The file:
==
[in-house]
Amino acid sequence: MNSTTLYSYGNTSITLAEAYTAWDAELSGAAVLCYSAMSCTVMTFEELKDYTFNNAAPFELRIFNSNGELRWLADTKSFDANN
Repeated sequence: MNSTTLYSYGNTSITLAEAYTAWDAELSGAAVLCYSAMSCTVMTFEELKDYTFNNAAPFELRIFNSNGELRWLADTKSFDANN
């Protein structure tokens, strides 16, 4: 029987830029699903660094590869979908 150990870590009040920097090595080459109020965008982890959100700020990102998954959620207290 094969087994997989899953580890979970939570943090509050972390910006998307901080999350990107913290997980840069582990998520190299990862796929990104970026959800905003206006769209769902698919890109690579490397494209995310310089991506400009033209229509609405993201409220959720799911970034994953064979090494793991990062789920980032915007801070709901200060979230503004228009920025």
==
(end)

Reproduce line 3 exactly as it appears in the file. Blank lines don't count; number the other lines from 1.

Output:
Repeated sequence: MNSTTLYSYGNTSITLAEAYTAWDAELSGAAVLCYSAMSCTVMTFEELKDYTFNNAAPFELRIFNSNGELRWLADTKSFDANN